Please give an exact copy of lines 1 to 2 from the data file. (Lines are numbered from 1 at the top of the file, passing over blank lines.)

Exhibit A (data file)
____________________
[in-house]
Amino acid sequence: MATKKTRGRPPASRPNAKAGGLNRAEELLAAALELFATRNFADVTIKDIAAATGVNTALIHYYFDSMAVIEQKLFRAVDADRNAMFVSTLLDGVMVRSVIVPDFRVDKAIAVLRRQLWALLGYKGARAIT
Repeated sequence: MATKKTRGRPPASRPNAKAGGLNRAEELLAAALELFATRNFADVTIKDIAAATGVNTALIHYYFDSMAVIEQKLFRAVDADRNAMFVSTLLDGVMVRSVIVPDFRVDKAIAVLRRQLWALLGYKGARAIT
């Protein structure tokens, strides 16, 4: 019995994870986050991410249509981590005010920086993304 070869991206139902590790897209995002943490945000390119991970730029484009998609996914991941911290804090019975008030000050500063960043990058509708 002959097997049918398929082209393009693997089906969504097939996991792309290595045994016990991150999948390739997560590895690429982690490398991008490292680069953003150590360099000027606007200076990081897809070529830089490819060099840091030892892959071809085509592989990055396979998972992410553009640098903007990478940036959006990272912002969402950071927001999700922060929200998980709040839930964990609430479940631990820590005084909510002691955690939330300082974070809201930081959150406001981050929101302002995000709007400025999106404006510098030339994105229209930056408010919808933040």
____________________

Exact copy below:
[in-house]
Amino acid sequence: MATKKTRGRPPASRPNAKAGGLNRAEELLAAALELFATRNFADVTIKDIAAATGVNTALIHYYFDSMAVIEQKLFRAVDADRNAMFVSTLLDGVMVRSVIVPDFRVDKAIAVLRRQLWALLGYKGARAIT